The 00Z GEFS at T+240:

    http://www.meteociel.fr/cartes_obs/gens_panel.php?modele=0&mode=1&ech=240

    Not much argument for there with LP very much in charge. The exact placing and orientation of LP centres varies enormously as you'd expect but the general theme of a disturbed and often wet scenario is there for all to see. Beyond that and it's clear the GEFS are sniffing round various solutions - some, as the Control, bring some early season warmth, some cold and some both (P16 is one to look at). I presume this is a response to the next phase of stratospheric warming so we'll see where it goes. We all know the warmer air mass will win in the end but battle is joined and the British isles is the soggy battle ground.

    In conclusion, if you want dry, settled weather you've come to the wrong place. Apart from a favourable flow in front of an approaching LP or a transient ridge there's very little break from rain or showers over the next 10 days. It's likely higher elevations will continue to see snow and perhaps the snow level will drop further in the far north with time but other models keep temperatures closer to average. Longer term the signal for some sort of pattern change is there but it's very diffuse at this time - we could see some early spring warmth or we could be back in the fridge or we could move from the one to the other very quickly as is often the case as winter becomes spring.

    Finally, a look at the rainfall numbers from the GFS 00Z OP:

    240-777UK.GIF?07-0

    The best part of 4 inches in the next 10 days for parts of the south west and south Wales.

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    Posted
  • Location: Manchester Deansgate.
  • Weather Preferences: Heavy disruptive snowfall.
  • Location: Manchester Deansgate.

    After an uninspiring GEFS 0z suite, a very decent 6z op run, although the initial cold plunge is to our west, its very decent going forward.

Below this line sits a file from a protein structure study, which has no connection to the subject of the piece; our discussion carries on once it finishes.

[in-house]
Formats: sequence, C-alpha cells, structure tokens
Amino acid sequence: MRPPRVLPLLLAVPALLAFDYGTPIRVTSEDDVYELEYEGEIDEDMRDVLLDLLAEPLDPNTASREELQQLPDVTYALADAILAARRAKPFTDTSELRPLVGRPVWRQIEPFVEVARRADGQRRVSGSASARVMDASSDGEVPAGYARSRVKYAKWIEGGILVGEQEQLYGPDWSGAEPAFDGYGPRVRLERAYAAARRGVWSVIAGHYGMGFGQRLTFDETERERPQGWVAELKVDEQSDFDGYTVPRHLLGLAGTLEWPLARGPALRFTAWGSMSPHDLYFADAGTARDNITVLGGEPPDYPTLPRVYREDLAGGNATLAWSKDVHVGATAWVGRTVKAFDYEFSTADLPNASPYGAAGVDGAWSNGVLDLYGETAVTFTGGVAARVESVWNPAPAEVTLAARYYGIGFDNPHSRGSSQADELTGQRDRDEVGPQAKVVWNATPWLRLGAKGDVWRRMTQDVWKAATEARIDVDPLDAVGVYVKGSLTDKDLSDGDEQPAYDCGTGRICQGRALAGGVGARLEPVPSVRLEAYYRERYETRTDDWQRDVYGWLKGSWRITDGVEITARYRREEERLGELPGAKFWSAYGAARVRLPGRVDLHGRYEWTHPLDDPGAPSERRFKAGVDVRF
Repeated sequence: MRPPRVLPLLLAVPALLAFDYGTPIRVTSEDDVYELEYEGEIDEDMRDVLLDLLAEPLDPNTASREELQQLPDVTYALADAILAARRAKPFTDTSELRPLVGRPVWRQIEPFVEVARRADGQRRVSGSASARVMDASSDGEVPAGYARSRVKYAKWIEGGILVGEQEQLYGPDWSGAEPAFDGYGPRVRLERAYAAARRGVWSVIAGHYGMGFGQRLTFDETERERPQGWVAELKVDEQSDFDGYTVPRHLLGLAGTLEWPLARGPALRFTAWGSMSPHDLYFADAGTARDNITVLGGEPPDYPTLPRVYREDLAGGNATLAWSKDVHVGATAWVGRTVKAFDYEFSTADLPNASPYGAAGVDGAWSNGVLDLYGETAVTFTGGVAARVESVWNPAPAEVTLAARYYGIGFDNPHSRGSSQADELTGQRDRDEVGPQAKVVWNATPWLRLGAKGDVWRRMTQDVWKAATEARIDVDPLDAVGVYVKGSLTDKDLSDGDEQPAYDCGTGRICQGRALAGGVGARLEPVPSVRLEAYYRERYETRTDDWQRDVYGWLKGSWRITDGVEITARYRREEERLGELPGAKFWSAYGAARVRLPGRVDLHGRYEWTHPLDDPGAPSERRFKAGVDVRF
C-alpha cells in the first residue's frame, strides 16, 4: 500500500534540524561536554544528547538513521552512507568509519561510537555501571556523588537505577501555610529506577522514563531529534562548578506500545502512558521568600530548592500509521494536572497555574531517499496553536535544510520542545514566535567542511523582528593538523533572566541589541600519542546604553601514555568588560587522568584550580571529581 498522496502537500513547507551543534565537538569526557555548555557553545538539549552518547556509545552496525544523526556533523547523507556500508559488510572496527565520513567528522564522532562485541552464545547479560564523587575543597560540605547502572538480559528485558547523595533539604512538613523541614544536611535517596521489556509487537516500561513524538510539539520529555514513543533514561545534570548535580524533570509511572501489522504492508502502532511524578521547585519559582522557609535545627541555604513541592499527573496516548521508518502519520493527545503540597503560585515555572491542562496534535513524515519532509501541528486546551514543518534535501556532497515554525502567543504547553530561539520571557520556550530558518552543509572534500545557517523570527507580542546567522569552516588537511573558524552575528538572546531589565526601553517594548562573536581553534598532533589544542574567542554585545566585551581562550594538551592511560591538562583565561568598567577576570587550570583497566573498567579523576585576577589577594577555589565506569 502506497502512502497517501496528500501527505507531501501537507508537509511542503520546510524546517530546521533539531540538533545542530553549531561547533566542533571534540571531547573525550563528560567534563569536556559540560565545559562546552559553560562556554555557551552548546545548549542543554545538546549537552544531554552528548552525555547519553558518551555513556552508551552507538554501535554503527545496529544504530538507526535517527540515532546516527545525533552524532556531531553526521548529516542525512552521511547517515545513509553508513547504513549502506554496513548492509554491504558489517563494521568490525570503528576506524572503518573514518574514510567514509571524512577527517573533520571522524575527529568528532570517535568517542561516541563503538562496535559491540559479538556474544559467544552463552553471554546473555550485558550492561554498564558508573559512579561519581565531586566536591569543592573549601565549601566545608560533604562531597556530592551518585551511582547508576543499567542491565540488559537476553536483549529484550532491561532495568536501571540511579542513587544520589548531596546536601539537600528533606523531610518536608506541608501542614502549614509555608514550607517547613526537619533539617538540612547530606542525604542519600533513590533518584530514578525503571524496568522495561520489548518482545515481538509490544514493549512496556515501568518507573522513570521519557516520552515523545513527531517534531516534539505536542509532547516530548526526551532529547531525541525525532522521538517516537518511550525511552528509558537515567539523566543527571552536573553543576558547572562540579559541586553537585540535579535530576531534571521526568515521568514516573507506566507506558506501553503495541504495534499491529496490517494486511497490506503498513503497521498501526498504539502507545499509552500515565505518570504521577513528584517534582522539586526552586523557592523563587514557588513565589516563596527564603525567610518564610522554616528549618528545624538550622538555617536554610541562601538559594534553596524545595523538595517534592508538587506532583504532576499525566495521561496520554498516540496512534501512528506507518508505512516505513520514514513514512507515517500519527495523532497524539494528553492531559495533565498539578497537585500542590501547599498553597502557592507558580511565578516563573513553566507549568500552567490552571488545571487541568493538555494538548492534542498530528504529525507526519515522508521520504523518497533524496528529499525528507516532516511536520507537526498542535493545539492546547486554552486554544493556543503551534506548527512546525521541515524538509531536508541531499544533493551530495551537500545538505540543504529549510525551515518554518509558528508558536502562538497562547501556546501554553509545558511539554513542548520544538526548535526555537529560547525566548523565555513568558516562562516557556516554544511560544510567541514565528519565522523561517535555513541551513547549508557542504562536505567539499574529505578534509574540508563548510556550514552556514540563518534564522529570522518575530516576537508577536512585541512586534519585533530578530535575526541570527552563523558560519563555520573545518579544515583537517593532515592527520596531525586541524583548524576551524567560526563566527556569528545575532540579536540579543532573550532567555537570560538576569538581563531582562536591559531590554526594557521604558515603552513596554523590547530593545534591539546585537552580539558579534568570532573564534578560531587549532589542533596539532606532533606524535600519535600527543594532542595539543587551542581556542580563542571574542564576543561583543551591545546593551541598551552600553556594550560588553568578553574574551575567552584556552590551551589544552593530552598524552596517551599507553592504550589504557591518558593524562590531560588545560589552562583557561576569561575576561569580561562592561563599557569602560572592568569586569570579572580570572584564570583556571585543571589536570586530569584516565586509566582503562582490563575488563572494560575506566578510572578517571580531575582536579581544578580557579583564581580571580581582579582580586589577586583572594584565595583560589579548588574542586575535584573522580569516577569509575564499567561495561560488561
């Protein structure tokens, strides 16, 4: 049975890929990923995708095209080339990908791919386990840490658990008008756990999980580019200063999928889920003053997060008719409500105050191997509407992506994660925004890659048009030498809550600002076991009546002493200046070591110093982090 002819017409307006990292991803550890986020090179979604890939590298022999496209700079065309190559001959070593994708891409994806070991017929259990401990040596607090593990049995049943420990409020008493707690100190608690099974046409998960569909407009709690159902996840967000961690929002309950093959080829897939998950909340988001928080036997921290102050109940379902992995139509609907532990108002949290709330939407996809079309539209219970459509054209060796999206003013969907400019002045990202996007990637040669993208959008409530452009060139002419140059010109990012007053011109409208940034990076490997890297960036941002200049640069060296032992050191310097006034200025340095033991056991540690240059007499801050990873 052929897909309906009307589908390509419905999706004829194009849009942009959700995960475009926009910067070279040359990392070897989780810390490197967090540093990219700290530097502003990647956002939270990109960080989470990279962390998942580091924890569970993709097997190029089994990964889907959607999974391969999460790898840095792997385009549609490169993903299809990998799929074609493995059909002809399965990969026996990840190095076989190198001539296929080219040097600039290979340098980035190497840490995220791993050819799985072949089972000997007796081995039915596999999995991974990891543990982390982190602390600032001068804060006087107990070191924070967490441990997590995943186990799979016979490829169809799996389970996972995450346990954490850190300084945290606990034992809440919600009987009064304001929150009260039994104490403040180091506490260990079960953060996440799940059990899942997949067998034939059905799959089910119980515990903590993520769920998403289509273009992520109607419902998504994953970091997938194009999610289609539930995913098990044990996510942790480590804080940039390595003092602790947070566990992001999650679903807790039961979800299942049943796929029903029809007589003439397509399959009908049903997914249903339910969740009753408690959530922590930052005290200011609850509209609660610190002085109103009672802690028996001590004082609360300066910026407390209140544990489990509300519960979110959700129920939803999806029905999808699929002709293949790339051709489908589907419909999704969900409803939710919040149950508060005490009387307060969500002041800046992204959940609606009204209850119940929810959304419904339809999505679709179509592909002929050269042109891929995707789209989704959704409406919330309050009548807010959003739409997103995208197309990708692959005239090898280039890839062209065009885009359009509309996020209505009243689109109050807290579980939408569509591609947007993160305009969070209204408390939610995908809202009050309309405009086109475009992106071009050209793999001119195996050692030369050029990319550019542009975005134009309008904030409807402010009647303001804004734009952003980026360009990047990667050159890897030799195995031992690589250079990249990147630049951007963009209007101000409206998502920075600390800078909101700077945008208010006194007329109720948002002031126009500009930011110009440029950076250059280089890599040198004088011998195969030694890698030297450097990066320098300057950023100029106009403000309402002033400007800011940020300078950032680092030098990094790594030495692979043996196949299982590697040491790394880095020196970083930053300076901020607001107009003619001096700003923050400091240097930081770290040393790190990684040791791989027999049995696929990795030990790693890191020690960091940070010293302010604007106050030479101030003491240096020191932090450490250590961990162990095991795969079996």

gfsnh-0-312_xjr4.png

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    Posted
  • Location: Drayton, Portsmouth
  • Location: Drayton, Portsmouth

    ECM clusters D8-D15 - trying to revive the idea of an increase in heights to the NW

    ec-ens_nat_z500scenarios_2018030700_192.  ec-ens_nat_z500scenarios_2018030700_300.

    Except perhaps in Scotland, unlikely to mean any deeply cold weather for the UK just yet, but both yesterday's 12Z and today's 00Z seem to increase the NW height anomaly towards D15 - which would increase the chances of a major northerly towards the latter part of the month. I feel that the straight-line northerly can still produce very cold conditions even at this stage of the year, so who knows?

    The other thing I note is the absence of an Icelandic low in the D8-D15 period, with a mean easterly flow over Iceland. This suggests a continuation of low pressure pushing right through the UK, but with possible "back-door cold" as the lows clear.

    So my general forecast for D5 to D15 would be wet, windy, fairly cold without being snowy, though snow potential never far away. More like January than March!

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    Posted
  • Location: st albans
  • Location: st albans
    8 minutes ago, Man With Beard said:

    ECM clusters D8-D15 - trying to revive the idea of an increase in heights to the NW

    ec-ens_nat_z500scenarios_2018030700_192.  ec-ens_nat_z500scenarios_2018030700_300.

    Except perhaps in Scotland, unlikely to mean any deeply cold weather for the UK just yet, but both yesterday's 12Z and today's 00Z seem to increase the NW height anomaly towards D15 - which would increase the chances of a major northerly towards the latter part of the month. I feel that the straight-line northerly can still produce very cold conditions even at this stage of the year, so who knows?

    The other thing I note is the absence of an Icelandic low in the D8-D15 period, with a mean easterly flow over Iceland. This suggests a continuation of low pressure pushing right through the UK, but with possible "back-door cold" as the lows clear.

    So my general forecast for D5 to D15 would be wet, windy, fairly cold without being snowy, though snow potential never far away. More like January than March!

    Broadly agree but I think this is an evolving situation. The gefs at 60N whilst showing a 10hpa reversal within two weeks are also showing an increased zonal flow in the trop at that timescale so some differing factors at play and bear in mind downwelling waves from the SSW 

    not for one minute suggesting there could be a countrywide snow event second part of March but I also am firmly of the opinion that the Scots have plenty of winter still to get through before spring arrives and who knows how far south that threat might get on occasions

    Edited by bluearmy
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    Posted
  • Location: Manchester Deansgate.
  • Weather Preferences: Heavy disruptive snowfall.
  • Location: Manchester Deansgate.

    The recurring theme wrt cold potential is the trough just seems not to want to get that bit further East to open the floodgates properly.